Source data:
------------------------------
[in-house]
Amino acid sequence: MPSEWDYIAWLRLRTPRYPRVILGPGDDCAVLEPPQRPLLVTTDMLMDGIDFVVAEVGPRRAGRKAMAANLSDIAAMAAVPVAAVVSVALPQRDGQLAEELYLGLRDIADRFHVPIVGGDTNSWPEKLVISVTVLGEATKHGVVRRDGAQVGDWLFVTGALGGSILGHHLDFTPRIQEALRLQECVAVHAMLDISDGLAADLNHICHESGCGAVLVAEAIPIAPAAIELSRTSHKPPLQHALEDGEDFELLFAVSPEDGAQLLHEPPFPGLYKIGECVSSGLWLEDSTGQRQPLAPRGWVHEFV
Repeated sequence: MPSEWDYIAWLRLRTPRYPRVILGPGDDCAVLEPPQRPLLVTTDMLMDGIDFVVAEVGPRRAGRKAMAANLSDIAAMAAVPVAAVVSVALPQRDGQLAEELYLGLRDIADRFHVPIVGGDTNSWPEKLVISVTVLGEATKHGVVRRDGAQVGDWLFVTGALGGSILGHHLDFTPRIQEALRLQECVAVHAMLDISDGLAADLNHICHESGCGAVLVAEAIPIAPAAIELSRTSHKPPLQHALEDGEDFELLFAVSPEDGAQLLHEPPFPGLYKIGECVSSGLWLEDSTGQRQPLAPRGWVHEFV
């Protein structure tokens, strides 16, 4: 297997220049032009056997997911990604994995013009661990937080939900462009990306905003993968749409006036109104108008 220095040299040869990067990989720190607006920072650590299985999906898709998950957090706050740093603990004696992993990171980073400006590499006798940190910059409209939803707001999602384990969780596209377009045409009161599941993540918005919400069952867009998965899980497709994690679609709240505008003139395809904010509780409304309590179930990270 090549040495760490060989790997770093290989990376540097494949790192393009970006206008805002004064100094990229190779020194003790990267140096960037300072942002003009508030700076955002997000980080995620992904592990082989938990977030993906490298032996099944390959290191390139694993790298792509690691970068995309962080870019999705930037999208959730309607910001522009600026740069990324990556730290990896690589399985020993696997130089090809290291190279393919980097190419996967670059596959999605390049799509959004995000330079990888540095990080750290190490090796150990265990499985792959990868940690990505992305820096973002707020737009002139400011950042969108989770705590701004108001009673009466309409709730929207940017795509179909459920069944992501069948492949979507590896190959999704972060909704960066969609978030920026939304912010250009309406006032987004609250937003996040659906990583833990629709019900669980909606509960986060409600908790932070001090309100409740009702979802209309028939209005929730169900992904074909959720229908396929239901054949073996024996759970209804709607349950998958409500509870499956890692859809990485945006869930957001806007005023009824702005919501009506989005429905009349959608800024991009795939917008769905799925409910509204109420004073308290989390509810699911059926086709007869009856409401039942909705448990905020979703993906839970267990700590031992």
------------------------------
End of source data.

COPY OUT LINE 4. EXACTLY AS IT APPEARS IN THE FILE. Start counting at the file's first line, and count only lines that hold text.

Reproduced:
């Protein structure tokens, strides 16, 4: 297997220049032009056997997911990604994995013009661990937080939900462009990306905003993968749409006036109104108008 220095040299040869990067990989720190607006920072650590299985999906898709998950957090706050740093603990004696992993990171980073400006590499006798940190910059409209939803707001999602384990969780596209377009045409009161599941993540918005919400069952867009998965899980497709994690679609709240505008003139395809904010509780409304309590179930990270 090549040495760490060989790997770093290989990376540097494949790192393009970006206008805002004064100094990229190779020194003790990267140096960037300072942002003009508030700076955002997000980080995620992904592990082989938990977030993906490298032996099944390959290191390139694993790298792509690691970068995309962080870019999705930037999208959730309607910001522009600026740069990324990556730290990896690589399985020993696997130089090809290291190279393919980097190419996967670059596959999605390049799509959004995000330079990888540095990080750290190490090796150990265990499985792959990868940690990505992305820096973002707020737009002139400011950042969108989770705590701004108001009673009466309409709730929207940017795509179909459920069944992501069948492949979507590896190959999704972060909704960066969609978030920026939304912010250009309406006032987004609250937003996040659906990583833990629709019900669980909606509960986060409600908790932070001090309100409740009702979802209309028939209005929730169900992904074909959720229908396929239901054949073996024996759970209804709607349950998958409500509870499956890692859809990485945006869930957001806007005023009824702005919501009506989005429905009349959608800024991009795939917008769905799925409910509204109420004073308290989390509810699911059926086709007869009856409401039942909705448990905020979703993906839970267990700590031992």